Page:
Corrections officials from around the country are heading to Washington on Wednesday to discuss what they call their biggest security threat: cellphones in the hands of inmates.
The Federal Communications Commission is hosting a meeting with law enforcement and prisons officials, as well as representatives from the wireless industry. South Carolina Corrections Director Bryan Stirling, who said he had been asked to speak at the meeting on behalf of his fellow directors, said he expected no major answers to come Wednesday but viewed the gathering as progress on the issue.
“I’m hoping that this will be the start of a conversation,” Stirling told The Associated Press on Tuesday as he traveled to Washington. “I don’t think a solution will come tomorrow, but I think sitting across the table from folks is a positive step.”
Prison officials say cellphones — smuggled into their institutions by the thousands, by visitors, errant employees, and even delivered by drone — are dangerous because inmates use them to carry out crimes. Stirling and his counterparts from states including Arizona, California, Georgia and Tennessee are planning to attend the meeting for a discussion on ways to potentially use technology like signal jamming to fight the phones.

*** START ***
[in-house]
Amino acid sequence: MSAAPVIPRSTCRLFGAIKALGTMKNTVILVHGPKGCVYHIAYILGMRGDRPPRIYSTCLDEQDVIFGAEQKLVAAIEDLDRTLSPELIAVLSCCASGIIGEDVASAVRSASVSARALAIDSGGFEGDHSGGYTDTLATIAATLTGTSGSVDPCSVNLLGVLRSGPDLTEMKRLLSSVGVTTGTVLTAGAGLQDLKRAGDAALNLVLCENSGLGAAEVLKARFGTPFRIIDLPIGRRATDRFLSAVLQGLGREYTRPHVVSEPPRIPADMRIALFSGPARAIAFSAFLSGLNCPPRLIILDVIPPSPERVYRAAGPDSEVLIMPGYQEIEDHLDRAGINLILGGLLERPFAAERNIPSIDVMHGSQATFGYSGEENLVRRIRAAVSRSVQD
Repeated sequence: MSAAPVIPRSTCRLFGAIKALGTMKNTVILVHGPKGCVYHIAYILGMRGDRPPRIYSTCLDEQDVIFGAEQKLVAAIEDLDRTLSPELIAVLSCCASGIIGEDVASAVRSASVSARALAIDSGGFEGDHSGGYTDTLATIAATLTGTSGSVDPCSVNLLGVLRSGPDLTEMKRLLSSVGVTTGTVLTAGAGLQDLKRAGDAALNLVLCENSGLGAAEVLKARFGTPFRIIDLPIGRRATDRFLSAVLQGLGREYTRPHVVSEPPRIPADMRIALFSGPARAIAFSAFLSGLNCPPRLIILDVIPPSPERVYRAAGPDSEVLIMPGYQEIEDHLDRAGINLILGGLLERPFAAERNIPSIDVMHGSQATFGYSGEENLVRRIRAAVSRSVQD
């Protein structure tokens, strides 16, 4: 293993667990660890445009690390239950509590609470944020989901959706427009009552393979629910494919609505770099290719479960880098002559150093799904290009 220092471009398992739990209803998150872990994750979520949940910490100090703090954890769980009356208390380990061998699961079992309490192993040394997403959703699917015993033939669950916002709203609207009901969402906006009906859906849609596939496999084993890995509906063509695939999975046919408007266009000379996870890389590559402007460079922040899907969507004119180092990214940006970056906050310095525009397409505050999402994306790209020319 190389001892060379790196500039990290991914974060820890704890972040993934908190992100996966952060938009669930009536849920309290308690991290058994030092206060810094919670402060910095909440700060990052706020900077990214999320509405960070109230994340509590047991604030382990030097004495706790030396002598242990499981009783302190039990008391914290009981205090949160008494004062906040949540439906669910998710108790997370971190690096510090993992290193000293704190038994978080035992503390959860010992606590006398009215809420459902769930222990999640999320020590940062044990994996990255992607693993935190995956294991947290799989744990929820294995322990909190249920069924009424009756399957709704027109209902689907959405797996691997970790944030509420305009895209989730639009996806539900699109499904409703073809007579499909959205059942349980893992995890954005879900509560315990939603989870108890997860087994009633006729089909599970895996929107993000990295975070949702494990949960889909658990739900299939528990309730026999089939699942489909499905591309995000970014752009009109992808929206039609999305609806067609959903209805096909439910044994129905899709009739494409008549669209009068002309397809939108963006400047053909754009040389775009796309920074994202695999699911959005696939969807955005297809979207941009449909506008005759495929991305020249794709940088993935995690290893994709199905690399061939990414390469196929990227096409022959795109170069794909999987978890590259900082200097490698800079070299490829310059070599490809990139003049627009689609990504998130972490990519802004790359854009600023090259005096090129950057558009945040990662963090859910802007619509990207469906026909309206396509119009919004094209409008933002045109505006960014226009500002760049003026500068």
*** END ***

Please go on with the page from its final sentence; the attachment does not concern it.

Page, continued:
“To me, if you just shut the signal down, that seems to be the best solution,” Stirling said.
Wireless industry groups are opposed to such technology, saying they worry signal-blocking technologies could thwart legal calls.
The FCC, which regulates the nation’s airwaves, has said it can’t permit jamming in state prisons, citing a decades-old law that prohibits interruption of the airwaves at state-level institutions.
But the agency has been softening on the issue, thanks to persistent pleas from officials including Stirling, South Carolina Gov. Henry McMaster, as well as members of Congress including South Carolina Rep. Mark Sanford and Tennessee Rep. David Kustoff.
Wednesday’s meeting makes good on FCC Chairman Ajit Pai’s promise last year that he would open a dialogue on the issue and report his findings to Congress.
Pai has been working with Stirling on this issue for several years. In 2016, he traveled to South Carolina to tour a prison with the director and hold a field hearing, at which officials including then-Gov. Nikki Haley testified, urging the agency to permit jamming in state prisons.
Stirling said he expected representatives from wireless industry, as well as technology companies, to attend Wednesday’s meeting. In a letter filed with the FCC last month, trade group CTIA wrote that court orders should be required to shut down the devices, arguing that judicial review will provide a way to shut down the devices while not interfering with legitimate cellphone calls nearby.